I was expecting a bass head headphone when I first got work I was receiving them. The Citadel style with the DJ Studio sound advertising made me prepped for some nice bass. I was a bit disappointed in the bass but overall it performs admirably along with it's brothers although, at less the precision. I found weird bass on these to say it plainly. They basically had impact but the low frequency itself would fire off either too much uppper bass frequencies at places I have never heard upper bass quantity in and thus muddying up the vocals or it had too little mid bass and or no bass extension! I found that the upper low frequency ranges of these are overly pronounced and will with many songs fire off a bit too much at times and thus muddy up the vocals and mids to varying degrees. The mid bass that is generally very used in rap songs for that oomph punch in the back is under emphasized. The bass on these is the least neutral or accurate of the entire frequency range on this headphone(mids, lows, highs) in my opinion. There isn't a "problem" with them in terms of being able to listen, but it is not accurate. The mid bass doesn't have not just the punch that is needed. Or the actual quantity to make it feel like it's going along with the song. This is something that one won't notice unless you have experience with other headphones so it may be missed by others but it is a problem. Finally we have the lower bass, that sub oomph. There is little in here as well, not a lot of quantity or even detection of a sub bass to be honest. What does this mean? IT means that a DJ or Studio user may add too much mid or sub bass and thus lead to an extremely muddy track when played on consumer systems that already overpower the bass. Mainstream rap and hip hop songs that had a tremendous amount of mid bass had me question the problem of the lack of punch. And please note that it isn't a quantity problem. There isn't much quantity of mid bass in the Q701's but the ratio of how it goes with the other frequencies matches well and you can tell that although it isn't quantified, that it has the fulfilling presence needed. With these, it feels like you just needed to add more mid or sub bass into your music when you were making it(as that's what theese headphones are targeted at, DJ's and Studio producers). So yeah, watch out. Although I am lenient on this. The Shure SRH440 and other "Studio" recommended headphones at this price also have weird or low bass quantities as well. I have read that one head fier with HD280 Pro's mixed too much bass into his song or production he was doing as he didn't "hear enough" which ultimately turned into a muddy bass-rific mess.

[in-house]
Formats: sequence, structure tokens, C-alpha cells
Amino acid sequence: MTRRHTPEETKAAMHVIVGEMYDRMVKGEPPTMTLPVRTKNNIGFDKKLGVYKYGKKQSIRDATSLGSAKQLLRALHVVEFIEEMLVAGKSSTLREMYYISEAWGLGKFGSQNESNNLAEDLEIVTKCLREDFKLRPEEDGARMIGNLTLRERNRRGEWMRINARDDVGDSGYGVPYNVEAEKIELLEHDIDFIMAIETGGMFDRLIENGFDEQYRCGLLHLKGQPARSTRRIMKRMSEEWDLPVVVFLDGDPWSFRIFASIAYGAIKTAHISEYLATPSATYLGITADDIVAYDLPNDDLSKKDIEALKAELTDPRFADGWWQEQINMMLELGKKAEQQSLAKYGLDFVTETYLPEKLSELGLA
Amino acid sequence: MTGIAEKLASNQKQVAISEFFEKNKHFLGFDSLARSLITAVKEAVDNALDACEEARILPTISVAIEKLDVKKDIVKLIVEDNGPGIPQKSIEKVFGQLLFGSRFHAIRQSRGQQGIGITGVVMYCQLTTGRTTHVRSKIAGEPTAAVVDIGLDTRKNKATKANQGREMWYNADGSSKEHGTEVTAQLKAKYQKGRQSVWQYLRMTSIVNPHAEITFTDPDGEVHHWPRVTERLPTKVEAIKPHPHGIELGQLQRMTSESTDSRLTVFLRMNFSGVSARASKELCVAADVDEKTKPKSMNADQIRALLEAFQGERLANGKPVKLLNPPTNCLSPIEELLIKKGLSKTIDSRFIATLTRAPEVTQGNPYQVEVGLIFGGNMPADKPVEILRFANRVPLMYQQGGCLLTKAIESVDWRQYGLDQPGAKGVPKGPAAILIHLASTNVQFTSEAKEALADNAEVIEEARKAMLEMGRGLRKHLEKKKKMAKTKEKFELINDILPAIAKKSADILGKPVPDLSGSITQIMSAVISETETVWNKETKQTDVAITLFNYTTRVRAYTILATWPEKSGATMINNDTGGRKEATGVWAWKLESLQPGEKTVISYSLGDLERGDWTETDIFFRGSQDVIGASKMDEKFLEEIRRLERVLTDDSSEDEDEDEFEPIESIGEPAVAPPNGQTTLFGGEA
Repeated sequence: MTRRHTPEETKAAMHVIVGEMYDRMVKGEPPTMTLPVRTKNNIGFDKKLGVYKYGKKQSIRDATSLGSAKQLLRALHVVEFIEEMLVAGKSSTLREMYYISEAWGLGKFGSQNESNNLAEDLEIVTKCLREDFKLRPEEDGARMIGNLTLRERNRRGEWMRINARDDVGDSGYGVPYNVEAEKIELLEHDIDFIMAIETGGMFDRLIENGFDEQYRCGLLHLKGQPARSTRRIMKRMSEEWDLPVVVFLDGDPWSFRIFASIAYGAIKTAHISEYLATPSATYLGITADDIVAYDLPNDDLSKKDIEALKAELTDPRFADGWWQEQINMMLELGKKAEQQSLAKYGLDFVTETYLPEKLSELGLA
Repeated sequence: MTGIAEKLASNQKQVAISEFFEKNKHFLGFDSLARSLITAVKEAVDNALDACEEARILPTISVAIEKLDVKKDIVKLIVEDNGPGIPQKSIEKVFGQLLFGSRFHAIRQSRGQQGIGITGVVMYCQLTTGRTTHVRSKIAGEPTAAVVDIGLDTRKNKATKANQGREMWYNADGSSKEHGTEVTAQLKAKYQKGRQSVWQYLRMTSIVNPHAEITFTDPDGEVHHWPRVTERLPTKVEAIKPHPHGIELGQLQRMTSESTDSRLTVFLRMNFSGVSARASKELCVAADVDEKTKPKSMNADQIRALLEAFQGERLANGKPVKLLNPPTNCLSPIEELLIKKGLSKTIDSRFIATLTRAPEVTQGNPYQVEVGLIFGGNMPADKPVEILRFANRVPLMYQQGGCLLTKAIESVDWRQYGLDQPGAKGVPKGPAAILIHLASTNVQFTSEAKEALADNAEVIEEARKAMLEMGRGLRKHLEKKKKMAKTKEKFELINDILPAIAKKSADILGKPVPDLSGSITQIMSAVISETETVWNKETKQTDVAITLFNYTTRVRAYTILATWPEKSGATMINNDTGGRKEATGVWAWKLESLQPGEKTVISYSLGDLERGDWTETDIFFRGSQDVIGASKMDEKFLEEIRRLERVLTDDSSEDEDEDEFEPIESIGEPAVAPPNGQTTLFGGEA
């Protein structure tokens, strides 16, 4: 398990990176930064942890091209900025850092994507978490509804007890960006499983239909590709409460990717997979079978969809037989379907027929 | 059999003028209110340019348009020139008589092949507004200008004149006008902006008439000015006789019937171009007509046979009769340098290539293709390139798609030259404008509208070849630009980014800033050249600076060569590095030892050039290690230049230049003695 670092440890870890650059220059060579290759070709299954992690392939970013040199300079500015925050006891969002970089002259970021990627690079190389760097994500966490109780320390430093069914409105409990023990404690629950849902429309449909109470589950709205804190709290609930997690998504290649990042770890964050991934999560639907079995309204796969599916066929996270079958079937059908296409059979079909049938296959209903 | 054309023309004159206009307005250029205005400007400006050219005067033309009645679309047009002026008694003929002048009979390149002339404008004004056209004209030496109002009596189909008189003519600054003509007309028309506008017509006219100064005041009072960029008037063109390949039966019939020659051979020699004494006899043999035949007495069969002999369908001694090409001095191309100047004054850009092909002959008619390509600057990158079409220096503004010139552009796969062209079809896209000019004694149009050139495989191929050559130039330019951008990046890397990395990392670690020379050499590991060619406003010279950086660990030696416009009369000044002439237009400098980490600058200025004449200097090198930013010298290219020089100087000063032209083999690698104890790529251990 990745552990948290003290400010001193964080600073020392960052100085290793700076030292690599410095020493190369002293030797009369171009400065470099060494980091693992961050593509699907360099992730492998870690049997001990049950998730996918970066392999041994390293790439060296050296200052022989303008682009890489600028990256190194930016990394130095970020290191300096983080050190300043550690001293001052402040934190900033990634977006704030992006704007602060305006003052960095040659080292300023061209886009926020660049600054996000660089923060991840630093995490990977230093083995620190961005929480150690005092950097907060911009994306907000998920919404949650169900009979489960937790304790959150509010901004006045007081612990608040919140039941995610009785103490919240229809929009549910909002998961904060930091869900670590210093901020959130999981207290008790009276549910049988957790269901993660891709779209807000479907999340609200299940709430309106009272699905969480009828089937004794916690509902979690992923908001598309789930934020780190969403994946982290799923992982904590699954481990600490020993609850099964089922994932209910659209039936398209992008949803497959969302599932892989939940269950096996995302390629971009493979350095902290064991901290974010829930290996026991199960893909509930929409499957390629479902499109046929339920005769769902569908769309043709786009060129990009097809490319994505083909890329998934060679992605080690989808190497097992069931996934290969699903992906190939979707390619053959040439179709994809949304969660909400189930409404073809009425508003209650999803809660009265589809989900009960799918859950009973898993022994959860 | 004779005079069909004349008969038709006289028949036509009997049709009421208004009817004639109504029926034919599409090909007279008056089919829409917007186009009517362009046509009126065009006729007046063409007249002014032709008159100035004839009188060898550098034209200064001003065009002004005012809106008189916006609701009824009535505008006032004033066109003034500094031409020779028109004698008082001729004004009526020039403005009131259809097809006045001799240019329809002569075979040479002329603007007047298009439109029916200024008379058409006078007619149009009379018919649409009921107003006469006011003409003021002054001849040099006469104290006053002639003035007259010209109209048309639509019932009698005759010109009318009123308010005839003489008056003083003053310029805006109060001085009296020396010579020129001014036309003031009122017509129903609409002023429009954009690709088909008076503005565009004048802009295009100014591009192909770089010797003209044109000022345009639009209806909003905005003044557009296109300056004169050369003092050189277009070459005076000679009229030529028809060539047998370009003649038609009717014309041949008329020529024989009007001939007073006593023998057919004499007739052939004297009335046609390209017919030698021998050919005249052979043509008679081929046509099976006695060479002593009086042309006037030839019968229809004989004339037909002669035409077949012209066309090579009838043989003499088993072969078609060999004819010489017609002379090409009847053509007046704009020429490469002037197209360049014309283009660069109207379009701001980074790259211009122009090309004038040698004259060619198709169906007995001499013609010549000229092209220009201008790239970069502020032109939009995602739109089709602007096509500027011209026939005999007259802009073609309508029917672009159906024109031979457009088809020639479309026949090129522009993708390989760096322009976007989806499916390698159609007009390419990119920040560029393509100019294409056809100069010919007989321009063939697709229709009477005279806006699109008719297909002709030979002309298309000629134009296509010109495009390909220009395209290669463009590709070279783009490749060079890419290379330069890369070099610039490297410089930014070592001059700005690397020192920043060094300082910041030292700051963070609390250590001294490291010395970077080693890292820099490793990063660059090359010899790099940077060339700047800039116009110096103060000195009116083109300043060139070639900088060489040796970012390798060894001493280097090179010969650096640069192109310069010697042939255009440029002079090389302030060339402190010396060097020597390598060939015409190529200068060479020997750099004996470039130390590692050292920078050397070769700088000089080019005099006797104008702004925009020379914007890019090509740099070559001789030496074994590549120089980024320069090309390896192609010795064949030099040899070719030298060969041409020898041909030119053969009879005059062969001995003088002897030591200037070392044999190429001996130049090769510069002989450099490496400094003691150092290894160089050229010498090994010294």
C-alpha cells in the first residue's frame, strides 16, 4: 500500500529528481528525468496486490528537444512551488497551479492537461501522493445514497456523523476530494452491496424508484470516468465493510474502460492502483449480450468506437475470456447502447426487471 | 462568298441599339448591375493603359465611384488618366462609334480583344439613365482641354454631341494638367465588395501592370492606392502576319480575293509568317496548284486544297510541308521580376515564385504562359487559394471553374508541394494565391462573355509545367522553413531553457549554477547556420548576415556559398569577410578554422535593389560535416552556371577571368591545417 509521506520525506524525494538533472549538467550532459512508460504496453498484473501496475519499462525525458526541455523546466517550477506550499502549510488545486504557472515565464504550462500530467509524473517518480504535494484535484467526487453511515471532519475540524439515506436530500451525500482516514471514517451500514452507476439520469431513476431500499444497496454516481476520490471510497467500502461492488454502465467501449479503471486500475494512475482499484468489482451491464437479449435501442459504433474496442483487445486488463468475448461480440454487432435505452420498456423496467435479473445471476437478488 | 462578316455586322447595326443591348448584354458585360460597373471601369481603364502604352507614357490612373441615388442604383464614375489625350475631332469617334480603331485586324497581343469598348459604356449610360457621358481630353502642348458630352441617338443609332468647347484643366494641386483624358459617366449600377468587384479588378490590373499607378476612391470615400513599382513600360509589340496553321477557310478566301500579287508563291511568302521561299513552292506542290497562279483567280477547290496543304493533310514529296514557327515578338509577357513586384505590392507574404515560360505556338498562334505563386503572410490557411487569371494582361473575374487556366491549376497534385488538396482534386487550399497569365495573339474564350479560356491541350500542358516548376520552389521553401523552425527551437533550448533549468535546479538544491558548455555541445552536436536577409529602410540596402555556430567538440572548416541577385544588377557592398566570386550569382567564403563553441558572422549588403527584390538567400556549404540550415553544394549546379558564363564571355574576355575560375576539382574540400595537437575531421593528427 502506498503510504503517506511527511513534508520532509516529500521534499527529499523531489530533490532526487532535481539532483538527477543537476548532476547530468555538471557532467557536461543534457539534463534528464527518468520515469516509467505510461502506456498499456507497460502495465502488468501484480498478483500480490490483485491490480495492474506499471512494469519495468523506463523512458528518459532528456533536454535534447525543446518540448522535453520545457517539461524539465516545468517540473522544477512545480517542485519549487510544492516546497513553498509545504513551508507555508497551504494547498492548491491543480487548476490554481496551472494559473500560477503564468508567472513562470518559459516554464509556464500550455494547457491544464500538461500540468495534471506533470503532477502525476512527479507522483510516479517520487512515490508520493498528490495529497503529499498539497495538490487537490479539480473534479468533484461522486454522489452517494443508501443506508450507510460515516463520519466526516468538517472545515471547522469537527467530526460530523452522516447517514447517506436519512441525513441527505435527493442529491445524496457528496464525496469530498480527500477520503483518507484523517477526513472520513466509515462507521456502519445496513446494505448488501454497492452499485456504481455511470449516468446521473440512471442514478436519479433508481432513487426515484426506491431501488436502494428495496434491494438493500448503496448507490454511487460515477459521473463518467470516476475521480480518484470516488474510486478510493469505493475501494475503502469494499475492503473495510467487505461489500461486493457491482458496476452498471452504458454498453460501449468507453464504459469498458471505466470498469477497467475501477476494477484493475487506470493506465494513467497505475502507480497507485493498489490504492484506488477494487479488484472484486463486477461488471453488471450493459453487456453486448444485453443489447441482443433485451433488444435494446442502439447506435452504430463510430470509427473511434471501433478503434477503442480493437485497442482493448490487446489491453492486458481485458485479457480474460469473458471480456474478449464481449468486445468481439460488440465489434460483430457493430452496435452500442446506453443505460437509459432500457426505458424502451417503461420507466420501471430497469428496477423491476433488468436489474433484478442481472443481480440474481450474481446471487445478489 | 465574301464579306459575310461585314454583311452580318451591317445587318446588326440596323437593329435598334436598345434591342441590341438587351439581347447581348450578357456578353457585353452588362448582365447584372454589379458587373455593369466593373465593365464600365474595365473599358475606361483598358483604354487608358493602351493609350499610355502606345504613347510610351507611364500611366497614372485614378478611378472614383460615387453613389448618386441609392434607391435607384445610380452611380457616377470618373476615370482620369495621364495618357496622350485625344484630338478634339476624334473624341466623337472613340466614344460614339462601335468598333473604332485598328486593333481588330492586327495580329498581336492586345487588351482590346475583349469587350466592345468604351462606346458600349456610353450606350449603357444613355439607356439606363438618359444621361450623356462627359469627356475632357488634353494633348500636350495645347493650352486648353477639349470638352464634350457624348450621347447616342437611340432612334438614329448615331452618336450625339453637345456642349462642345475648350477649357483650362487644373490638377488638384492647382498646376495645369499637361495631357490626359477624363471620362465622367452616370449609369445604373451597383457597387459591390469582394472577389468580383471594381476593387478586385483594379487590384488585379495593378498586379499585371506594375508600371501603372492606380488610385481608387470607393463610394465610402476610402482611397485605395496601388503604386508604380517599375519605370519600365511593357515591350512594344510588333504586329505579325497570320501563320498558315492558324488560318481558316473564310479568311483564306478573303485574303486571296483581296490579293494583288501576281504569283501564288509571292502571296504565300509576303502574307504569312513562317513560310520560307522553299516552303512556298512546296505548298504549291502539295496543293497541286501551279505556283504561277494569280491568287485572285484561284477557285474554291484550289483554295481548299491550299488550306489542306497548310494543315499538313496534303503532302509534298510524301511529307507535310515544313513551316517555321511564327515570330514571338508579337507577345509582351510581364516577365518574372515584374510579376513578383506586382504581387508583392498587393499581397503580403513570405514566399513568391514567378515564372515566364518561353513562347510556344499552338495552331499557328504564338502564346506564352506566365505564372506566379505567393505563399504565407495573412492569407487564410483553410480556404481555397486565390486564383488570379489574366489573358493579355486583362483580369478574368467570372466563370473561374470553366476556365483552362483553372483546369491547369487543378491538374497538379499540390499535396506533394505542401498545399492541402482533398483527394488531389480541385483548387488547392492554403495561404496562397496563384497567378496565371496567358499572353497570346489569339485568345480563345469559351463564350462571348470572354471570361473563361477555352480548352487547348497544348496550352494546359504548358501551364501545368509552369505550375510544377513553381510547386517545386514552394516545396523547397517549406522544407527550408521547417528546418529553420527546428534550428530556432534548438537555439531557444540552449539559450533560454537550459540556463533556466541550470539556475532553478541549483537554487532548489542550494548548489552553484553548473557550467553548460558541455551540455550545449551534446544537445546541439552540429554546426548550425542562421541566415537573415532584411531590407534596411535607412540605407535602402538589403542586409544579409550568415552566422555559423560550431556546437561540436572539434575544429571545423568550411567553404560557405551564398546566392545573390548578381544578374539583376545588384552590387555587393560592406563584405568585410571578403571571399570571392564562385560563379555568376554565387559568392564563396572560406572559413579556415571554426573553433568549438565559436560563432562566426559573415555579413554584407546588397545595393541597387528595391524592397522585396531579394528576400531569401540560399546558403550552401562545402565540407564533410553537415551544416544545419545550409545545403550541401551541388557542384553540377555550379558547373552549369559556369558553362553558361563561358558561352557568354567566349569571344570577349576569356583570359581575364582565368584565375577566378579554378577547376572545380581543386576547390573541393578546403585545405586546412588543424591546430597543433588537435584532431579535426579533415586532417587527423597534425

At this price point, the separation is good. That's really all there is, as I noted before, with some bass moments, the low frequency can muddy up parts of the mid frequency range which do put a damper on being able to tell which instrument is doing what. But overall individual instrument separation at this price is decent. No complaints.
As I mentioned, these have a nice and suprising soundstage for the price. I was suprised when I first heard them. There isn't much closed shell reverb that may happen due to trying to get a wide soundstage out of a closed headphone but that doesn't seem to be a big issue nor am I detecting much. These have the vocals pulled back, kinda like S-Logic, but instead of S-Logic where it's pulled back farther with more soundstage with the singer like he is in front of you. The soundstage effect you have on these have the vocals really just pulled to each side more. Along with much of the frequency range. As none of it sounds up close and personal as a true small soundstage closeed can will have. Those that like up front and forward may have some trouble with these due to that, and when you add in the problem of "contamination" of the mids by the lows, it becomes even less a favorite for treble heads. Keep in mind I am emphasising people that like that count of stuff. The vocals are still "up front" in the sense that they aren't hidden out back. Overal, a nice boost of soundstage for some of your gaming, or classical music, but don't expect super soundstage. Sennheiser did a good job of providing a soundstage without going too far and making it sound artificial. The pulled back frequencies do make it a bit "fake" to those that are used to closed or those of us with full or semi opens but it is not artificial if that is what you want to know. A good combination and ratio of soundstage at this ratio!
There is a very slight bit on some songs more prone to the evil ssss's and it is still there on all your music if you listen to the s's but it is in no way in your face or even apparent to most if not at all if I didn't tell you about it. Very low sibilance but it is there.
The Sennheiser HD 215 Extreme DJ Sound headphones made for DJ and Studio use are an excellent choice at the price range for those that need it. I would recommend rechecking the song that you are making if it is bass heavy to make sure you didn't over do it due to the bass lightness on these and if you happen to be a bass head. These are not bass head headphones. They come with a nice and very well made carrying baggy as seen in the video and is of very efficent design. Despite the bass problems in my opinion, these can still largely and enjoyably used by Studio and DJ users alike. The Swivel system works on the right cup and allows you to swivel so either ear is left open of your choosing which is a nice system and has decent comfort to go along with it.